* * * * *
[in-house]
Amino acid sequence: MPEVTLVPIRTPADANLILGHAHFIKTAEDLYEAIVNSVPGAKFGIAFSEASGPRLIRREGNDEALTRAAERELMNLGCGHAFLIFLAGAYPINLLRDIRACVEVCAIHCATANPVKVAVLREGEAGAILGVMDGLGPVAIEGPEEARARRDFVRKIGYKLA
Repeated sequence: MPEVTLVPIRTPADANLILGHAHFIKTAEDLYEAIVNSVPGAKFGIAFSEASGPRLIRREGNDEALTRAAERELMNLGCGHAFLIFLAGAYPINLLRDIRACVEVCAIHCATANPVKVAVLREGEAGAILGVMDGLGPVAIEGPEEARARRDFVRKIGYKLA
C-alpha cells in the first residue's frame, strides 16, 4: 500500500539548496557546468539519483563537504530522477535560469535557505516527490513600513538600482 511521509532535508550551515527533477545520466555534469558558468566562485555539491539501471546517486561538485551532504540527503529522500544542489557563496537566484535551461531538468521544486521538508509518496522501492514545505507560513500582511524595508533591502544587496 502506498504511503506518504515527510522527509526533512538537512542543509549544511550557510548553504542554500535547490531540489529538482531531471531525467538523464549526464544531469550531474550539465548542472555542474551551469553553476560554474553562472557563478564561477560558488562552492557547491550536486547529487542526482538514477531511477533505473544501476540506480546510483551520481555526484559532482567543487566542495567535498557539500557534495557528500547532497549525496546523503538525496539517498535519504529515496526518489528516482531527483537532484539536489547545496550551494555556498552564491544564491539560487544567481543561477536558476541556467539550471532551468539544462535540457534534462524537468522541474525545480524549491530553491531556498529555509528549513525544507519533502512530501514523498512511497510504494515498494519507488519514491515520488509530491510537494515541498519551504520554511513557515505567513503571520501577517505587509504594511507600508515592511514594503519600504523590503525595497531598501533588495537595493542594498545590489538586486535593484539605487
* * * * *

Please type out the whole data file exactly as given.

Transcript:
[in-house]
Amino acid sequence: MPEVTLVPIRTPADANLILGHAHFIKTAEDLYEAIVNSVPGAKFGIAFSEASGPRLIRREGNDEALTRAAERELMNLGCGHAFLIFLAGAYPINLLRDIRACVEVCAIHCATANPVKVAVLREGEAGAILGVMDGLGPVAIEGPEEARARRDFVRKIGYKLA
Repeated sequence: MPEVTLVPIRTPADANLILGHAHFIKTAEDLYEAIVNSVPGAKFGIAFSEASGPRLIRREGNDEALTRAAERELMNLGCGHAFLIFLAGAYPINLLRDIRACVEVCAIHCATANPVKVAVLREGEAGAILGVMDGLGPVAIEGPEEARARRDFVRKIGYKLA
C-alpha cells in the first residue's frame, strides 16, 4: 500500500539548496557546468539519483563537504530522477535560469535557505516527490513600513538600482 511521509532535508550551515527533477545520466555534469558558468566562485555539491539501471546517486561538485551532504540527503529522500544542489557563496537566484535551461531538468521544486521538508509518496522501492514545505507560513500582511524595508533591502544587496 502506498504511503506518504515527510522527509526533512538537512542543509549544511550557510548553504542554500535547490531540489529538482531531471531525467538523464549526464544531469550531474550539465548542472555542474551551469553553476560554474553562472557563478564561477560558488562552492557547491550536486547529487542526482538514477531511477533505473544501476540506480546510483551520481555526484559532482567543487566542495567535498557539500557534495557528500547532497549525496546523503538525496539517498535519504529515496526518489528516482531527483537532484539536489547545496550551494555556498552564491544564491539560487544567481543561477536558476541556467539550471532551468539544462535540457534534462524537468522541474525545480524549491530553491531556498529555509528549513525544507519533502512530501514523498512511497510504494515498494519507488519514491515520488509530491510537494515541498519551504520554511513557515505567513503571520501577517505587509504594511507600508515592511514594503519600504523590503525595497531598501533588495537595493542594498545590489538586486535593484539605487